Sunday, December 28, 2014

Xmas Break: Trip to Dali Museum

So my amazing family got me a slew of amazing miniatures I really wanted for Xmas. Then we promptly packed up and jumped on a plane to Florida for the rest of the holiday week - so I could do absolutely nothing about it.  But it was a well-needed break, and you really cannot complain about winter in Florida. Plus, I did manage to kick back and get inspired.

One of the best parts of doing anything creative - be it lyrics, music, poems, sculpture, game design, painting, whatever - is that you can pull your inspiration from anywhere. And anywhere you go, you look at things in more than one way: you have it as the experience (which everyone has), and you have it as a source of inspiration - a little idea factory. You have the moment and are thinking of ways of recapturing the moment - or at least a bit of it.

So seeing trees with Spanish moss is probably commonplace for anyone living in Florida but it was fascinating to me. It seemed like every tree on the highway that wasn't a palm was swamp background. 

Probably my favorite part (Painting reference-wise, anyway) was a stop at the St. Petersburg Dali Museum.  I caught a couple snaps (no flash, mind you) of bits that just made me stop and gawk.

Still Life (Fish with Red Bowl) is one of his earlier works but a couple things grabbed me.
After days of trying to get a plate to look right, it was an interesting study to see how a master got a shiny reflection in a bowl.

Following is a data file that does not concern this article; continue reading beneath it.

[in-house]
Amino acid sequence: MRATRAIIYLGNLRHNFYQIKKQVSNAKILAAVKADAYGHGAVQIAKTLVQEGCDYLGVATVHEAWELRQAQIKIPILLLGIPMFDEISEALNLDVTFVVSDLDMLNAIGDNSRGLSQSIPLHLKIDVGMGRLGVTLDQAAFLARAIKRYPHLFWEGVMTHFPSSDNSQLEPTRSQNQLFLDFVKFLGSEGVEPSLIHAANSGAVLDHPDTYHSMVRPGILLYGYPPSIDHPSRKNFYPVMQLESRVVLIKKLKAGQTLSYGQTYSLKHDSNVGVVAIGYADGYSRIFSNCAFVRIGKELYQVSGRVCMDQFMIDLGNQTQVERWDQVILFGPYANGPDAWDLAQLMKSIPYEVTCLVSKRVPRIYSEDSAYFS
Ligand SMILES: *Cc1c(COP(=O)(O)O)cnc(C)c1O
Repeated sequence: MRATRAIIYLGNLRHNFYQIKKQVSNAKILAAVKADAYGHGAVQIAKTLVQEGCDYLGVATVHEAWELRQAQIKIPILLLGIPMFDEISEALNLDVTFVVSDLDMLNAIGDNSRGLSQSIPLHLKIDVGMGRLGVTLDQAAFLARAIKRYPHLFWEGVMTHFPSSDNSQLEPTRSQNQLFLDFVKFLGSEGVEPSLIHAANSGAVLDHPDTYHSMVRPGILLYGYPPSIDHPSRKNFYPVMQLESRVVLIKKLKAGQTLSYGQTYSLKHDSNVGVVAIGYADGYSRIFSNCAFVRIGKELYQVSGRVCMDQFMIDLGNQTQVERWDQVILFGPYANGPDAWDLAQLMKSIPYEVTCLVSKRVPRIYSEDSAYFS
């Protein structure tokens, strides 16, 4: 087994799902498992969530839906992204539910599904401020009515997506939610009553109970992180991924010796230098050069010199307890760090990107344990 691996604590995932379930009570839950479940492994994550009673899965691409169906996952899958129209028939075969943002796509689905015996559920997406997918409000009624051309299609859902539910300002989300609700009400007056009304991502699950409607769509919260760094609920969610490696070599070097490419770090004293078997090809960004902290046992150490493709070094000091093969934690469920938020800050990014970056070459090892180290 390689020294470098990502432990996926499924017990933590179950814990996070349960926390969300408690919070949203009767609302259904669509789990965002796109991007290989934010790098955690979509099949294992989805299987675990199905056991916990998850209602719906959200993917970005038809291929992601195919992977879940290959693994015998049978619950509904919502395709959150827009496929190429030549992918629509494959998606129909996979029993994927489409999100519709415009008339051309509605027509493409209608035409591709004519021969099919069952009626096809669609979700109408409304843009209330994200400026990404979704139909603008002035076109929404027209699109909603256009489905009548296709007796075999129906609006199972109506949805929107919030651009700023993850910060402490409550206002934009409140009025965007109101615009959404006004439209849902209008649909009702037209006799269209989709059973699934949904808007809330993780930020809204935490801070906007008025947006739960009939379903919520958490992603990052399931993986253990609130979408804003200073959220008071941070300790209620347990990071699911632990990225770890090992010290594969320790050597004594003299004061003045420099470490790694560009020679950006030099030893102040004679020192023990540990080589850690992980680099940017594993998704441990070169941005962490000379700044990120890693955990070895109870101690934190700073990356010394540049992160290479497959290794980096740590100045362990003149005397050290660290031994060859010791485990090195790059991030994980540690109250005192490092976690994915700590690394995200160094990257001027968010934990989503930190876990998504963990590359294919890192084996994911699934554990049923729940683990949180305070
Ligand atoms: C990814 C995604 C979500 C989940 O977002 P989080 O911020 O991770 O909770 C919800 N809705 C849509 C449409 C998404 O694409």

But that's nothing compared to the details on the fish scales.  I love how he got them to shine. Just incredible.

Portrait of my Dead Brother had multiple themes and styles going at once: a portrait, a pixel / stipple art effect, a hidden crow, soldiers and cherries.  There were dark and light cherries throughout the work; most looked like the ones at the bottom. But the 3-4 in the middle of this snap almost looked like they were in three dimensions. The slightly lighter outer ring made seemed to be the key effect.

 Landscapes from one of Dali earlier works... what caught me was what looked like multiple colors on the land.  But when I zoomed in on it, it really was just two colors.  Mostly a reddish brown clay color and a deep green Christmas wreath type green glaze.  Two colors I wouldn't have put together.

When you stand back like this the land looks natural.  Close up, I just wouldn't have put the two together.

Another lesser known painting which I don't know the name to (Angel or St. Someone at Lake Something-or-other).  But I loved how the angel sort of just blends into the lake with a slight black  (sometimes white) outline.

The only color bit in "Sentimental Colloquy".  What got me about this, other than the symbology of the piano and art, was the color of the water: it's simultaneously a rainbow palette and splashing - yet still obviously water.

"Still Life in Motion".  There is nothing to point out here other than the obvious: perfect technique.

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